IT pros, especially those in user-support roles, get a big kick out of the flubs and generally clueless behavior of their end users. Let's face it — it's more fun to tell jokes about the dumb things users do than it is to praise superstars. Plus, it's a good way to blow off steam when work is stressing you out. But just to be different, let's consider the opposite issue and give credit where it's due.
Do you have well-placed end users who actually run interference for you by being able to answer their coworkers' questions or troubleshoot simple issues? When a cube denizen declares that his monitor is broken, is there someone you can count on to ask him if it's powered on before he files a help-desk ticket? Or even more rare, do you have an office full of users who you think are generally pretty computer savvy, allowing you more time to attend to the real challenges of keeping the technology hopping?
I think users often exhaust the knowledge of their coworkers before giving up and contacting the help desk. Personally, I always pester my fellow editor Mark Kaelin first (and he can't avoid me — I mean, he's literally right there!). Poor guy. (See Toni Bowers' recent post.)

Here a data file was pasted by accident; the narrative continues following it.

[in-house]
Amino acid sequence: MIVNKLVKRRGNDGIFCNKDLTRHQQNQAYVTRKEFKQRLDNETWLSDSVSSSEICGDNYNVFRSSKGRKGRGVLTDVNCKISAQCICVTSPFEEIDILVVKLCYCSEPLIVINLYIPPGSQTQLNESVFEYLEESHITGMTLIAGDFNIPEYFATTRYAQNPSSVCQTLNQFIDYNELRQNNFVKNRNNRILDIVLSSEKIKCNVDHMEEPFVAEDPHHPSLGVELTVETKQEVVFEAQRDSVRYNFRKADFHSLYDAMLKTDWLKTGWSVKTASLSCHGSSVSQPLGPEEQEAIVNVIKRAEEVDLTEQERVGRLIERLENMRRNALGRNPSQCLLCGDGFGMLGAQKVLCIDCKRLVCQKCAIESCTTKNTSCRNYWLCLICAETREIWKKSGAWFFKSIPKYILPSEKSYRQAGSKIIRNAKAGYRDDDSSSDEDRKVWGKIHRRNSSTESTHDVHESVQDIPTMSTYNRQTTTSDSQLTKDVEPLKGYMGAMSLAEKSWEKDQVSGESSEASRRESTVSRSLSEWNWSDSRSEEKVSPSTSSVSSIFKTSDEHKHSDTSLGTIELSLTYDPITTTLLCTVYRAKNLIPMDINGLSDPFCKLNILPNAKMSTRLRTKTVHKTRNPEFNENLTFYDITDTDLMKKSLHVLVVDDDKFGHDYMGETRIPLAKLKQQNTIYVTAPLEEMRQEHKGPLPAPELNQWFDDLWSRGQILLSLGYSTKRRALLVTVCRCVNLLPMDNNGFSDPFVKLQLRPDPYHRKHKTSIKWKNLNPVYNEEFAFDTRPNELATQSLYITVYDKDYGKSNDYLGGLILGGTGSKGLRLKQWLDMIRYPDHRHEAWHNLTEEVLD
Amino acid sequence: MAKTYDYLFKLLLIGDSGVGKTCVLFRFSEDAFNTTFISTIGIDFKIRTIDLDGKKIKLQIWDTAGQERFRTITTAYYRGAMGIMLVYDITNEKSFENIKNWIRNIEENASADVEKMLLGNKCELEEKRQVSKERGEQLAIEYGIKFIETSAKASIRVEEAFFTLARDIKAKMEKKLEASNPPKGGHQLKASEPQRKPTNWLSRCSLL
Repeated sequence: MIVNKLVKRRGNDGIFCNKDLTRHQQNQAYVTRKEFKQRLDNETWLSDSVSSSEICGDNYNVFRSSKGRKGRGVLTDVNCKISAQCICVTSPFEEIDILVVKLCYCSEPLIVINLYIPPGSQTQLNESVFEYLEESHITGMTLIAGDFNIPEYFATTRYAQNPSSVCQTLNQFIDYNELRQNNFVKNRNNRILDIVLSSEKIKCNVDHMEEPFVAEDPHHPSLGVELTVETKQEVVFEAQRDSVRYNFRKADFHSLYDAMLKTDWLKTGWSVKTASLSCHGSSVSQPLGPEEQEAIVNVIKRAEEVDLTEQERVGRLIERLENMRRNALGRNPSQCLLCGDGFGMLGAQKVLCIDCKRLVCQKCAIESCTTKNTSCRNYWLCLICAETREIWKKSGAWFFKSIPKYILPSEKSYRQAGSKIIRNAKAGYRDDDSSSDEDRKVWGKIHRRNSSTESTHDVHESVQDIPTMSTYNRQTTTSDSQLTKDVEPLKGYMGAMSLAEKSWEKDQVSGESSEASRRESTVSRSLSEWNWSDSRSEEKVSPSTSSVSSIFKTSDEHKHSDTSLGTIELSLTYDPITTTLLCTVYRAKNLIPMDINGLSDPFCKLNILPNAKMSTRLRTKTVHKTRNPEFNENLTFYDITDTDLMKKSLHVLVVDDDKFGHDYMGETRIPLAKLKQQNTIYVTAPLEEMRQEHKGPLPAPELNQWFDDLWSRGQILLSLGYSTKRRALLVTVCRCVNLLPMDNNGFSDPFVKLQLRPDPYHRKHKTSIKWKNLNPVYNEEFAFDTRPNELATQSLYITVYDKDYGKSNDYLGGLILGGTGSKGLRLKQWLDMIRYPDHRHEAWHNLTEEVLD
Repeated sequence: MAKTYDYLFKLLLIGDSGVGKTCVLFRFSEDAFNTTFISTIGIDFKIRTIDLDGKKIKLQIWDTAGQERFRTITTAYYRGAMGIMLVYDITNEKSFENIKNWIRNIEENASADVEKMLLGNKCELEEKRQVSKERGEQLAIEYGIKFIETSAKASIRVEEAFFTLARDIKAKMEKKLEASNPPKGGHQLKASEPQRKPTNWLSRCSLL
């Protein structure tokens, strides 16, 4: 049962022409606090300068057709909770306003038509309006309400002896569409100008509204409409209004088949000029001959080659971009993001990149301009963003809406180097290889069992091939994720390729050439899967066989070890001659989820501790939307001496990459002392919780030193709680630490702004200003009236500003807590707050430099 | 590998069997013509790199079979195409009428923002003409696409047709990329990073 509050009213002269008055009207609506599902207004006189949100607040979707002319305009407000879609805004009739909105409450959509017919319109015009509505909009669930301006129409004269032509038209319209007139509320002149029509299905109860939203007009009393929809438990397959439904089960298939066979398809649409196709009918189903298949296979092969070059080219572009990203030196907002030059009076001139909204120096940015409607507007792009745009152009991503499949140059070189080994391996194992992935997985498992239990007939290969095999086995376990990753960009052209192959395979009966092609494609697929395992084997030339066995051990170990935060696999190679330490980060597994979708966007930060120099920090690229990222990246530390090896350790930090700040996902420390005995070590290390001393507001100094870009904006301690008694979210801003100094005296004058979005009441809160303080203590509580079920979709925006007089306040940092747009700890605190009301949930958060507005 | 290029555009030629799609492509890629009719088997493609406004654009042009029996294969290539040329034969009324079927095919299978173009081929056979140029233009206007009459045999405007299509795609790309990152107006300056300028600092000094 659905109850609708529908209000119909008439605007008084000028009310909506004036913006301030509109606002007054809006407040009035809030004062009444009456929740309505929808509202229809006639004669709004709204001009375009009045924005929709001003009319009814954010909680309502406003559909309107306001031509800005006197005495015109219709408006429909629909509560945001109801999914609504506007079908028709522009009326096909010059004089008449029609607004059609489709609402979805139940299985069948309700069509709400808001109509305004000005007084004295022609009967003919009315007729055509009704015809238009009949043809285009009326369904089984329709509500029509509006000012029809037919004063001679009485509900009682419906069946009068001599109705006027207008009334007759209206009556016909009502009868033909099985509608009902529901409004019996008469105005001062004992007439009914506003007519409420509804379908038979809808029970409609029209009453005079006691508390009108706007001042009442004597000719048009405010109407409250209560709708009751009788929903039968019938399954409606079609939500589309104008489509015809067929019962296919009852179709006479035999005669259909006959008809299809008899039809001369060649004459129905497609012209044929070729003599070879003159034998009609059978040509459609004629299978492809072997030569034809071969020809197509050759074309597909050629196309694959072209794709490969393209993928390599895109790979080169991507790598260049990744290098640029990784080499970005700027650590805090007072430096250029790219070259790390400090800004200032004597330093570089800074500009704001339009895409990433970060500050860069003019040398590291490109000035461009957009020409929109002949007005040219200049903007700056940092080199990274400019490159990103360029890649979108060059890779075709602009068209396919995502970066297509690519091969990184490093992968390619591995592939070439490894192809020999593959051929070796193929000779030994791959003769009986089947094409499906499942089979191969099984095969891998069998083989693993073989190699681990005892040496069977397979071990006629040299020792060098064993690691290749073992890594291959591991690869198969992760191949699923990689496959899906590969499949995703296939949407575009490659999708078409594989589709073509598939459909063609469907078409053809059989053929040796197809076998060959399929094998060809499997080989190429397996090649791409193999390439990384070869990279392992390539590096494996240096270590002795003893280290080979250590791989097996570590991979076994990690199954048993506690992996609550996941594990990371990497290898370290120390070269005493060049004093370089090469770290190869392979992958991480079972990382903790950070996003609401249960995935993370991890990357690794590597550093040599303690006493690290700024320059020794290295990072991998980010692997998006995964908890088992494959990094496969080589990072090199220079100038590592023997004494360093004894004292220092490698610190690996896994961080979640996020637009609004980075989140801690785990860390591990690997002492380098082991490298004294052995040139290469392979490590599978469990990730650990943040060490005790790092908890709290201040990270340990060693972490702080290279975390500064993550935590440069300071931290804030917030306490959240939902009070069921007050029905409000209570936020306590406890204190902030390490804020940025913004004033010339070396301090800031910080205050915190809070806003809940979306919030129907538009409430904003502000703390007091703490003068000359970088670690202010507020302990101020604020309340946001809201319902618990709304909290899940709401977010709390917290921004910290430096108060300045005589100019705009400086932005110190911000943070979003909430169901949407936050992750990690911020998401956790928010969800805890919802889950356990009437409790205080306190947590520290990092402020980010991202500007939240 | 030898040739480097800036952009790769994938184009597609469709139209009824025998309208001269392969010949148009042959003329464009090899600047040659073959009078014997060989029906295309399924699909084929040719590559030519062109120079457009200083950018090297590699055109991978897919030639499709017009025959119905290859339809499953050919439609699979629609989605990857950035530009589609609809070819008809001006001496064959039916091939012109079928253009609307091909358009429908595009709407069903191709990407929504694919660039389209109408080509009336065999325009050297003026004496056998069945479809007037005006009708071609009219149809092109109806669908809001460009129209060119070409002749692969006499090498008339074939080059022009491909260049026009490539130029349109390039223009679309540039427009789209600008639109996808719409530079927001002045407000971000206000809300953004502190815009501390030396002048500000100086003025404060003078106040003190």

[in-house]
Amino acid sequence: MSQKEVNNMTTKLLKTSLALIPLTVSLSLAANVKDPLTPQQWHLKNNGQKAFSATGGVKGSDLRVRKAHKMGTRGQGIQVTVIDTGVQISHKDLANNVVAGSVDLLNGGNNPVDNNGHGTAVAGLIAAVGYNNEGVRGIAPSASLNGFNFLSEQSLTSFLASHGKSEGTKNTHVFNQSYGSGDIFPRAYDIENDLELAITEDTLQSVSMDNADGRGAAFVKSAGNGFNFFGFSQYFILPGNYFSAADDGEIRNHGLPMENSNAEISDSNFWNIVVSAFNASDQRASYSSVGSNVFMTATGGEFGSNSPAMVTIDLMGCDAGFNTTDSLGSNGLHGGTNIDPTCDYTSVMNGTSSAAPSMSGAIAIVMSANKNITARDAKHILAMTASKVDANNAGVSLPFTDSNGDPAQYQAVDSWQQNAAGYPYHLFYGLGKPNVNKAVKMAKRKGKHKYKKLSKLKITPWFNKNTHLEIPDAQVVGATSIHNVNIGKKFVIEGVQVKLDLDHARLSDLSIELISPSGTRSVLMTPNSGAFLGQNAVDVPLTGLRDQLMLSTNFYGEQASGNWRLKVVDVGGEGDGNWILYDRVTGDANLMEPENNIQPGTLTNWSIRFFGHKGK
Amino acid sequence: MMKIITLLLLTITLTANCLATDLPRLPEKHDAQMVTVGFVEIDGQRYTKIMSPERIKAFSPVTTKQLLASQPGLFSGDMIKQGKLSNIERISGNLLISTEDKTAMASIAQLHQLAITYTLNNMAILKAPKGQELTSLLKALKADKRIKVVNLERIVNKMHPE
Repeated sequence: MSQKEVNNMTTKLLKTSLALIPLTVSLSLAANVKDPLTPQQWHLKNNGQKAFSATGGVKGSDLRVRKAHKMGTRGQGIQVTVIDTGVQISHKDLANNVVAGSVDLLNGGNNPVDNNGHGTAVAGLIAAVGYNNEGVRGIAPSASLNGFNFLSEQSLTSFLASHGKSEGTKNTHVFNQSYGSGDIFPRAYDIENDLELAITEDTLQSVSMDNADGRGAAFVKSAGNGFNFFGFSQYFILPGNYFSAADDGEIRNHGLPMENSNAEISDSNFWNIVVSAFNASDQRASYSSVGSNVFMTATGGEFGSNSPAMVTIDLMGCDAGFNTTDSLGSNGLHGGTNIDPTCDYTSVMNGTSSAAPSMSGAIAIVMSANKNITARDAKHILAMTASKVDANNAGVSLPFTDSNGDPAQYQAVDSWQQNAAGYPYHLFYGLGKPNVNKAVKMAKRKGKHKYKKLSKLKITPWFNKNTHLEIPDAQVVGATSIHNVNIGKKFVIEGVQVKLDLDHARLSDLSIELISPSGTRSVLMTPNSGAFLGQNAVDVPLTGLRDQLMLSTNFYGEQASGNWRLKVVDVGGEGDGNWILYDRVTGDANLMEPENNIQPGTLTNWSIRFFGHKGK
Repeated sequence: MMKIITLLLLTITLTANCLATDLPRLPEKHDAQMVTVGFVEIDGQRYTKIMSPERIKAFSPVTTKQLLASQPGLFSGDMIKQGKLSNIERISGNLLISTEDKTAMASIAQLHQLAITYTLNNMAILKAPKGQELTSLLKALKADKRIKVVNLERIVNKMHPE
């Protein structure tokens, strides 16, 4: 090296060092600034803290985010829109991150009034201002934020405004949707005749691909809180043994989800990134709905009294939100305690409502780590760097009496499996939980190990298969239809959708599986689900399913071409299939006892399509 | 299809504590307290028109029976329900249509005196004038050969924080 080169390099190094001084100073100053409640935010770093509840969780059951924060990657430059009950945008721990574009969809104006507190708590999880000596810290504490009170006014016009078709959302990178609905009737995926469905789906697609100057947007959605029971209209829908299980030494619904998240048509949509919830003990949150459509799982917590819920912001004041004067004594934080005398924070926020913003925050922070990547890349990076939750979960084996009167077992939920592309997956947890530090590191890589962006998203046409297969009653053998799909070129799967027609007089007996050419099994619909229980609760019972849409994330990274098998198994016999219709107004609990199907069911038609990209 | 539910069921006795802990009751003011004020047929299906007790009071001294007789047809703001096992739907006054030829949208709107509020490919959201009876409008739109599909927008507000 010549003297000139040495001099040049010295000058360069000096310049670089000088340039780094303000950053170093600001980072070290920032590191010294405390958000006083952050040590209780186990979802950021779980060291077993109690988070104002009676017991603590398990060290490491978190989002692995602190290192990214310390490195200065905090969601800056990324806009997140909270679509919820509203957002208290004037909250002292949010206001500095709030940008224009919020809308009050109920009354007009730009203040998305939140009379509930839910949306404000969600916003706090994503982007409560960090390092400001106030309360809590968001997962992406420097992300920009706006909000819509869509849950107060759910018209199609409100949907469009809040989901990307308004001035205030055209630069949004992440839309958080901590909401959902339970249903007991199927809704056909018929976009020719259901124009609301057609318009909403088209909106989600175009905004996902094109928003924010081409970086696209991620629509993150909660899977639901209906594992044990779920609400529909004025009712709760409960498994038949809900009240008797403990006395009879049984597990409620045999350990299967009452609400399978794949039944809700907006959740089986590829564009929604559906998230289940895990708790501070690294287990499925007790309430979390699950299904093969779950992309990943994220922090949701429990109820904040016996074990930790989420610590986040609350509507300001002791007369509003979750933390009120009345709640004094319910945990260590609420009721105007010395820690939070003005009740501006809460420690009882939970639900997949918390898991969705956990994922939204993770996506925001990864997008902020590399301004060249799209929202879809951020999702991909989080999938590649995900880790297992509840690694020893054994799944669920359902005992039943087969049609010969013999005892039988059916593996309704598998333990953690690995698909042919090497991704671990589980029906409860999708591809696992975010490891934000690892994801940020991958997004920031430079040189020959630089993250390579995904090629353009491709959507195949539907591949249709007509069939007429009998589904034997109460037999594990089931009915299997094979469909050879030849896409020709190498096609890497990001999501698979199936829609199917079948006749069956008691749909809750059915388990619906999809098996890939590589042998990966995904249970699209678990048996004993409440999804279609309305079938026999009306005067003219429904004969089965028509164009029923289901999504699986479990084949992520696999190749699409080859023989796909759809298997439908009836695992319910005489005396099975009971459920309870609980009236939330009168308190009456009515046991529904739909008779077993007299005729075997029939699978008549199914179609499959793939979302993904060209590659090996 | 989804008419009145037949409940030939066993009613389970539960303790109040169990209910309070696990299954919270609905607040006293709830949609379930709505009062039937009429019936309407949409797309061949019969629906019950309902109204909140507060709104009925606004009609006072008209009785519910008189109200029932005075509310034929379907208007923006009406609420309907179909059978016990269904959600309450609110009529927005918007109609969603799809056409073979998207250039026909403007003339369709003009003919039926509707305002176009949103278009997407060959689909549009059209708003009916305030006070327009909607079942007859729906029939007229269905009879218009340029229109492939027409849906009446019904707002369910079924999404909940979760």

So, here's your chance to throw around a little praise for your tech-stars among users, or share a story of when one of them actually stumbled across a solution to something you'd been scratching your head over. Are we going to hear crickets?
Take the poll below and let us know if you've noticed any shift in general computer-savviness on the part of end users over the years (for those of you who've been around awhile, especially). Perhaps the explosion in consumer technologies and gadgets has raised the level of computer smarts? In a related poll that ran recently in the Microsoft Office blog, the results were almost evenly split between IT pros who rated their users as "self-sufficient" and "barely skilled." Interesting.
Selena has been at TechRepublic since 2002. She is currently a Senior Editor with a background in technical writing, editing, and research. She edits Data Center, Linux and Open Source, Apple in the Enterprise, The Enterprise Cloud, Web Designer, and IT Security blogs.